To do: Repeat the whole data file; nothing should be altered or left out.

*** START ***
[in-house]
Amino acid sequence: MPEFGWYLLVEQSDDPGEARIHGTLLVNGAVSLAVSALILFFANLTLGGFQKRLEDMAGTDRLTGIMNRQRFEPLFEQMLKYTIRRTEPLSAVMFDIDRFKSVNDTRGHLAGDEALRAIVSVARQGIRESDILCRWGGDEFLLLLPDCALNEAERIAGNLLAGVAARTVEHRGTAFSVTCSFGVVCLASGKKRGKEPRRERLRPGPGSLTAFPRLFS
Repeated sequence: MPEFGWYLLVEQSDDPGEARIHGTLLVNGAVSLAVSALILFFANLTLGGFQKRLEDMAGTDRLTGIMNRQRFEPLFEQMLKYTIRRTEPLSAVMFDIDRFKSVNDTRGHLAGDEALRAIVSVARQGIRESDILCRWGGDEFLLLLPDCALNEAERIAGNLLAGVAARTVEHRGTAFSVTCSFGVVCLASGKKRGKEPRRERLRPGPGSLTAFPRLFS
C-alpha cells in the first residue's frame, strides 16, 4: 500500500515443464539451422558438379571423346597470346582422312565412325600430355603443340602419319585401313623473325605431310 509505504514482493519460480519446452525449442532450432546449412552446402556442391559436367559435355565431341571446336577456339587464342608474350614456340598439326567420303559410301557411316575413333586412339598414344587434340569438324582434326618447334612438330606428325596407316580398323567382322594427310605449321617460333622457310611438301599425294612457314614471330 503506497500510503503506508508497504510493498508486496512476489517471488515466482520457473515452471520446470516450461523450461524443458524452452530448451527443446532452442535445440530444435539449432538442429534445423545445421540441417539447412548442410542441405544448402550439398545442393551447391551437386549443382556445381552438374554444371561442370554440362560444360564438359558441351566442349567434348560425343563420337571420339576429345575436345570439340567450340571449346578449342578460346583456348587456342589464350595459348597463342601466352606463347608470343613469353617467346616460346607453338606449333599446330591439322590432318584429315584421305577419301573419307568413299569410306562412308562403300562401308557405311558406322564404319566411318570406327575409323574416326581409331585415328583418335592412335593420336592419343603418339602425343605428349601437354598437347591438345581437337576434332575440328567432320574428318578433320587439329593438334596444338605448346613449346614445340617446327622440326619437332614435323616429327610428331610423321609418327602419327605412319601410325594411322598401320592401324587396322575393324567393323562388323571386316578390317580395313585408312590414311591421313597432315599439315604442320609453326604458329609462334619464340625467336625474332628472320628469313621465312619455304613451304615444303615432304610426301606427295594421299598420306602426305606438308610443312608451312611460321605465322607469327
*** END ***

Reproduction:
[in-house]
Amino acid sequence: MPEFGWYLLVEQSDDPGEARIHGTLLVNGAVSLAVSALILFFANLTLGGFQKRLEDMAGTDRLTGIMNRQRFEPLFEQMLKYTIRRTEPLSAVMFDIDRFKSVNDTRGHLAGDEALRAIVSVARQGIRESDILCRWGGDEFLLLLPDCALNEAERIAGNLLAGVAARTVEHRGTAFSVTCSFGVVCLASGKKRGKEPRRERLRPGPGSLTAFPRLFS
Repeated sequence: MPEFGWYLLVEQSDDPGEARIHGTLLVNGAVSLAVSALILFFANLTLGGFQKRLEDMAGTDRLTGIMNRQRFEPLFEQMLKYTIRRTEPLSAVMFDIDRFKSVNDTRGHLAGDEALRAIVSVARQGIRESDILCRWGGDEFLLLLPDCALNEAERIAGNLLAGVAARTVEHRGTAFSVTCSFGVVCLASGKKRGKEPRRERLRPGPGSLTAFPRLFS
C-alpha cells in the first residue's frame, strides 16, 4: 500500500515443464539451422558438379571423346597470346582422312565412325600430355603443340602419319585401313623473325605431310 509505504514482493519460480519446452525449442532450432546449412552446402556442391559436367559435355565431341571446336577456339587464342608474350614456340598439326567420303559410301557411316575413333586412339598414344587434340569438324582434326618447334612438330606428325596407316580398323567382322594427310605449321617460333622457310611438301599425294612457314614471330 503506497500510503503506508508497504510493498508486496512476489517471488515466482520457473515452471520446470516450461523450461524443458524452452530448451527443446532452442535445440530444435539449432538442429534445423545445421540441417539447412548442410542441405544448402550439398545442393551447391551437386549443382556445381552438374554444371561442370554440362560444360564438359558441351566442349567434348560425343563420337571420339576429345575436345570439340567450340571449346578449342578460346583456348587456342589464350595459348597463342601466352606463347608470343613469353617467346616460346607453338606449333599446330591439322590432318584429315584421305577419301573419307568413299569410306562412308562403300562401308557405311558406322564404319566411318570406327575409323574416326581409331585415328583418335592412335593420336592419343603418339602425343605428349601437354598437347591438345581437337576434332575440328567432320574428318578433320587439329593438334596444338605448346613449346614445340617446327622440326619437332614435323616429327610428331610423321609418327602419327605412319601410325594411322598401320592401324587396322575393324567393323562388323571386316578390317580395313585408312590414311591421313597432315599439315604442320609453326604458329609462334619464340625467336625474332628472320628469313621465312619455304613451304615444303615432304610426301606427295594421299598420306602426305606438308610443312608451312611460321605465322607469327